The cover of The Sky Village is wonderfully mysterious and drew my eye immediately. The forthcoming paperback edition makes even more of this brilliant image. My imagination seems to catch fire every time I’m offered a peek or romp through a new world. Not only does the cover offer this, but the story delivers on that promise.
Written for the 9 to 12-year old crowd, the book offers a lot of adventure for consenting adults as well. With the deluge of great books offered for kids these days, I find my reading time torn between adult and juvenile fiction. The Sky Village will capture the attention of new science fiction readers as well as more experienced ones.
The authors, Monk and Nigel Ashland, have written a wonderful adventure filled with lean prose and characters just deep enough to think about. The illustrations by Jeff Nentrup bring the world to life and provide more visuals. That, apparently, was done by design. Judging from the book and authors’ website, they intend to take the property to a cartoon or movie franchise. I would be happy to see them do either or both. I think this could be a successful transition.
I had to invest a little bit of time and effort into the book before it fully came to life for me. The beginning is interesting because Mei is being given to the sky village people by her father so he can go in search of her mother, who is missing and presumed dead or captured by the meks. Mei’s situation is easily empathetic and will draw young readers in instantly to find out what happens to her next. The sky people live over what used to be China.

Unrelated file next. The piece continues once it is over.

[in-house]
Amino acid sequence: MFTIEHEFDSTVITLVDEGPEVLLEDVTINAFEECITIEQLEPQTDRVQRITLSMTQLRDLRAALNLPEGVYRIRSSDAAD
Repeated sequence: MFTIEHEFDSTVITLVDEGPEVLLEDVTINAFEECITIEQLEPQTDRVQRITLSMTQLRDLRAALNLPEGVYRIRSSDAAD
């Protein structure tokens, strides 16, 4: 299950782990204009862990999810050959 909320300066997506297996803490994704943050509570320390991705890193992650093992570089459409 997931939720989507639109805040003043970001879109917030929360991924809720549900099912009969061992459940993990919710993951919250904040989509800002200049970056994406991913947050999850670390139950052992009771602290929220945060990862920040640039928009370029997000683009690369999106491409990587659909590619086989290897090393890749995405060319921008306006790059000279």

I was more curious about the sky village because the idea of people living suspended from hot air balloons and never touching the ground intrigued me. I can’t wait for my 11-year old to read this book. As soon as he does, I’m sure he will have plans underway to build our own balloon in the backyard. Good books do that to people.
The fish out of water plot involving Mei is an old standby in fiction, and it works well in this book. But the authors keep up a frantic pace to move their readers along and lay out the groundwork of this new world. I wanted to know more about how the sky village worked, how they went through their day to day life. I didn’t find out everything I wanted to know, so that alone will pull me back into the next book.